The federal government has to be careful that its planned budget cuts don't have an undue impact on bilingualism, the commissioner of official languages warned Tuesday.
In his annual report, Graham Fraser said official languages shouldn't bear an unfair proportion of the reductions.
“I am not claiming that official languages are being targeted specifically — or that they should be exempted — but there is a risk that they will be unduly affected,” he said at a news conference.
“The government must ensure the decisions that are made during each department's budget review take into account potential consequences for official language communities.
“It is important to make sure that there are no unintended consequences for Quebec's English-speaking communities and for French-speaking communities in the rest of the country.”
The government has asked departments and agencies to draw up plans for budget cuts of 5 and 10 per cent. A cabinet committee is studying the proposals.
Mr. Fraser's report, his fifth, also said the federal government has not officially embraced the section of the Official Languages Act which calls for measures to strengthen and promote minority language groups, including English-speakers in Quebec and French speakers outside the province.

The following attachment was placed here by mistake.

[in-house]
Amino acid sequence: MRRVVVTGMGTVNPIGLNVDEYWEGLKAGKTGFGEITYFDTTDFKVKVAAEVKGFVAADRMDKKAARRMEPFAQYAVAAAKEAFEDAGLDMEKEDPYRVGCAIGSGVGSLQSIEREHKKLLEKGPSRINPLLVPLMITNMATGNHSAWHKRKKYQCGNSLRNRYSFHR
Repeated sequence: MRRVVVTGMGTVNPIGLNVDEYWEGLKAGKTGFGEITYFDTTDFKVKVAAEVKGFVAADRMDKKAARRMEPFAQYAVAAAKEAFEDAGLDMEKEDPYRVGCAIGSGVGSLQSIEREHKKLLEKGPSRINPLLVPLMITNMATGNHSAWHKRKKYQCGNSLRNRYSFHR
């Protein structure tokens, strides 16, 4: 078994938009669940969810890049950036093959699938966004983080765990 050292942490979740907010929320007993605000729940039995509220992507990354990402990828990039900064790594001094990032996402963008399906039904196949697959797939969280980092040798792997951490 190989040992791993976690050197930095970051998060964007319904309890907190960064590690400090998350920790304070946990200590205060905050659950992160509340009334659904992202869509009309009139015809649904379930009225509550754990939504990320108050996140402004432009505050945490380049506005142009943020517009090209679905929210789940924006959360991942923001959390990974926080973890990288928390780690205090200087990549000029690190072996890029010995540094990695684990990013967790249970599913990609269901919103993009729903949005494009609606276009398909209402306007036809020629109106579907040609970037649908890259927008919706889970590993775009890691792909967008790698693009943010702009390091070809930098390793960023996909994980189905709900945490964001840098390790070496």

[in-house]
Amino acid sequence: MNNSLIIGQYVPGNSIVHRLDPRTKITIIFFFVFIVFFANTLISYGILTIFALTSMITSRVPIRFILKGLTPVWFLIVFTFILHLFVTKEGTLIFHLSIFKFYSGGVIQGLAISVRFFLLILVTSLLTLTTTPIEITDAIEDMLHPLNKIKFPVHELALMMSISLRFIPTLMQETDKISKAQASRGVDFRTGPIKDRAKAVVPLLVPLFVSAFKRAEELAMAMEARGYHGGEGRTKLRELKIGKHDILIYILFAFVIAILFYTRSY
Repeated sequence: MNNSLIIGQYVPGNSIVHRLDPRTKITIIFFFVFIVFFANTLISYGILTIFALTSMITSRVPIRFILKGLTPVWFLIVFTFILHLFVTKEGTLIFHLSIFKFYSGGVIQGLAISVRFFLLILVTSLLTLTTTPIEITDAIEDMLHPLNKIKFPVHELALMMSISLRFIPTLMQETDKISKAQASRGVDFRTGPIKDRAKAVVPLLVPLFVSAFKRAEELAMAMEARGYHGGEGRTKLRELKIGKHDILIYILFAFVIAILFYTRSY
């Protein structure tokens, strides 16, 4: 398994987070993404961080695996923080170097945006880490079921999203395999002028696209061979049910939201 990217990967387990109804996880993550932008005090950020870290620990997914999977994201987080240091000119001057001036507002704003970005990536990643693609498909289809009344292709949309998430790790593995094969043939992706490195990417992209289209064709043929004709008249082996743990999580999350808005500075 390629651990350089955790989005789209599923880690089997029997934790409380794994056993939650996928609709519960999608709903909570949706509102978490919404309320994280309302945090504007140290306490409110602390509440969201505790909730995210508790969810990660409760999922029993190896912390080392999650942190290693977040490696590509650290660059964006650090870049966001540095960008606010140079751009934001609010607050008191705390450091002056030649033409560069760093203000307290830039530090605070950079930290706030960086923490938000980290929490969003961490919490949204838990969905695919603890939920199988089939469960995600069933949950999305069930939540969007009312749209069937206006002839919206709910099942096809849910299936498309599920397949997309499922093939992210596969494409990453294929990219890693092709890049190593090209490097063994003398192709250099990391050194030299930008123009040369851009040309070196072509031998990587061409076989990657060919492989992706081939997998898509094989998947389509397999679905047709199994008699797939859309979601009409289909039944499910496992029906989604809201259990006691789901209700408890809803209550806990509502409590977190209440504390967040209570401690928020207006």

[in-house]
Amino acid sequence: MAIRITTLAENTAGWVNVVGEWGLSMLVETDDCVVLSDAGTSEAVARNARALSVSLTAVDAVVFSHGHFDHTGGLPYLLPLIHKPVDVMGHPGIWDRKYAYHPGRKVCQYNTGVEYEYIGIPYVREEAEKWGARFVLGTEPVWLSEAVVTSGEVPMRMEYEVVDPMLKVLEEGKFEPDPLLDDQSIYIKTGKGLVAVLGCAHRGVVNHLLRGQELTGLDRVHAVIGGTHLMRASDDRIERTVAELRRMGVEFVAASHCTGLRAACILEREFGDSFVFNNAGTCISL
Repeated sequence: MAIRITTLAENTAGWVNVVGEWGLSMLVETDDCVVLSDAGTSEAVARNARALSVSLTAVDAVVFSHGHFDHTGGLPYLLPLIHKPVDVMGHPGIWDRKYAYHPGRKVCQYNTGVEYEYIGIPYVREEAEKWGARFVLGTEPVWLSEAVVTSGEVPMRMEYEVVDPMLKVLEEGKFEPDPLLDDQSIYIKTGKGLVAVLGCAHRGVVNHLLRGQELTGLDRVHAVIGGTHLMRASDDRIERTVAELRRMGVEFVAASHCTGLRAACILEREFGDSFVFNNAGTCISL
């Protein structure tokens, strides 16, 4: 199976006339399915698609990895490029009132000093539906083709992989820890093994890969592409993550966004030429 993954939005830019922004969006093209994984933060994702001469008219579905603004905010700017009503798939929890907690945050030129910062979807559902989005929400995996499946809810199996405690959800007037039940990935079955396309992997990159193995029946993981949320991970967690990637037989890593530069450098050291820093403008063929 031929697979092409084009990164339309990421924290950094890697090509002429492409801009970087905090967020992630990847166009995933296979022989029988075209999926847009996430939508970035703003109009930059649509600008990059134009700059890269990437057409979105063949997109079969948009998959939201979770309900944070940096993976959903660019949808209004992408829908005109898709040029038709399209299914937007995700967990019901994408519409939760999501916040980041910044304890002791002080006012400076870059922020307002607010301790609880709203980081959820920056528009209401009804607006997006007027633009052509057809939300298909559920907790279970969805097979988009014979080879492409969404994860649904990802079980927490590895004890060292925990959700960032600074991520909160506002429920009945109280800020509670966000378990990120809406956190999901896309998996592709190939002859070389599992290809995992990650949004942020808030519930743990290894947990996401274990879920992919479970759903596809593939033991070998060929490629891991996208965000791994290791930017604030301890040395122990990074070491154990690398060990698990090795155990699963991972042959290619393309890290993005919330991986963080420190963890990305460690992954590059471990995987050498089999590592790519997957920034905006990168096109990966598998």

“This part of the act is one of the primary tools for ensuring linguistic duality remains a value, a characteristic that strengthens our country's unity, contributes to our economic, cultural and social development, and is partly responsible for our international reputation,” he said.
“Five years after this part of the act was strengthened, the government of Canada still has not affirmed, loudly and clearly, that full and proactive compliance with the act is a priority.”
He also said it's time to change the act to give the Treasury Board formal responsibility for developing policies and guidelines for promoting English and French.
Yvan Godin, the NDP languages critic, said this recommendation wouldn't be needed if Heritage Minister James Moore and Treasury Board Minister Tony Clement were doing their jobs.
Mauril Belanger, the Liberal critic, said the government offers no central direction on language policy.
“Most departments and agencies have no clue about what they should be doing,” he said.
Mr. Fraser's office also evaluated a sample of departments and agencies on how they handle bilingualism.
“In general, the 13 federal institutions evaluated this year achieved fairly satisfactory results in terms of the availability of service in both official languages,” he said.
“However, the active offer of service in person remains problematic for several of them. Of the institutions assessed, only Canadian Heritage received an A, or ‘exemplary' rating, and eight received a B, or ‘good'.”